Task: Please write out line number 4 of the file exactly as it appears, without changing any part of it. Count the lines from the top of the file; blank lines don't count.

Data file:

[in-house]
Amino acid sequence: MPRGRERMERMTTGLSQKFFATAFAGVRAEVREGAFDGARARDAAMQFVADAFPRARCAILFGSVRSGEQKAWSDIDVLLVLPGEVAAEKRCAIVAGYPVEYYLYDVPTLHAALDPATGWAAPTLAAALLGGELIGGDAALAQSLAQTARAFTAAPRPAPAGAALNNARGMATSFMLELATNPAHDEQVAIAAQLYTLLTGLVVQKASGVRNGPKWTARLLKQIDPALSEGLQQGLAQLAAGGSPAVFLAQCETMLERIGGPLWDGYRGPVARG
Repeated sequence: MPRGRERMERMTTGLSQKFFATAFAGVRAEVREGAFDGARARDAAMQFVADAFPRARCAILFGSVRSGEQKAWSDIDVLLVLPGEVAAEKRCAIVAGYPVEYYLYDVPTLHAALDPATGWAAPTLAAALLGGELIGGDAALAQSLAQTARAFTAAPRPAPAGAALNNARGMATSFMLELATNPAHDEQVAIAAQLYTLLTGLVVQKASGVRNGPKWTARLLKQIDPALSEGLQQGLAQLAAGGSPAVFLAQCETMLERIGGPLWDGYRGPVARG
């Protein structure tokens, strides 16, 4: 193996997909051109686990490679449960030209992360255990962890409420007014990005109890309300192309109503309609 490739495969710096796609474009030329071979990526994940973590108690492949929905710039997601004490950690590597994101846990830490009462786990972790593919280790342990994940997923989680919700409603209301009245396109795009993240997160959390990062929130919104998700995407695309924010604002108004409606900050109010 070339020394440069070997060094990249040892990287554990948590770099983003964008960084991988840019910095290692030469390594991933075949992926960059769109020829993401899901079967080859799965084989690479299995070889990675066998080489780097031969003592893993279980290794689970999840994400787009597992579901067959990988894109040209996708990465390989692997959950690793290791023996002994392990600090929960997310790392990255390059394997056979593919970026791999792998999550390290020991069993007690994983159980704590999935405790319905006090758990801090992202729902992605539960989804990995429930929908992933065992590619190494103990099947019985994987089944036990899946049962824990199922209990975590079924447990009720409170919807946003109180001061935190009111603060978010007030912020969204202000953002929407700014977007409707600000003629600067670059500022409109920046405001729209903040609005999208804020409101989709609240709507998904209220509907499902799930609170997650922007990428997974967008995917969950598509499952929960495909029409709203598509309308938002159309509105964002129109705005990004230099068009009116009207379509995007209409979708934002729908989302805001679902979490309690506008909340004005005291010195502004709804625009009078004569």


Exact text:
């Protein structure tokens, strides 16, 4: 193996997909051109686990490679449960030209992360255990962890409420007014990005109890309300192309109503309609 490739495969710096796609474009030329071979990526994940973590108690492949929905710039997601004490950690590597994101846990830490009462786990972790593919280790342990994940997923989680919700409603209301009245396109795009993240997160959390990062929130919104998700995407695309924010604002108004409606900050109010 070339020394440069070997060094990249040892990287554990948590770099983003964008960084991988840019910095290692030469390594991933075949992926960059769109020829993401899901079967080859799965084989690479299995070889990675066998080489780097031969003592893993279980290794689970999840994400787009597992579901067959990988894109040209996708990465390989692997959950690793290791023996002994392990600090929960997310790392990255390059394997056979593919970026791999792998999550390290020991069993007690994983159980704590999935405790319905006090758990801090992202729902992605539960989804990995429930929908992933065992590619190494103990099947019985994987089944036990899946049962824990199922209990975590079924447990009720409170919807946003109180001061935190009111603060978010007030912020969204202000953002929407700014977007409707600000003629600067670059500022409109920046405001729209903040609005999208804020409101989709609240709507998904209220509907499902799930609170997650922007990428997974967008995917969950598509499952929960495909029409709203598509309308938002159309509105964002129109705005990004230099068009009116009207379509995007209409979708934002729908989302805001679902979490309690506008909340004005005291010195502004709804625009009078004569």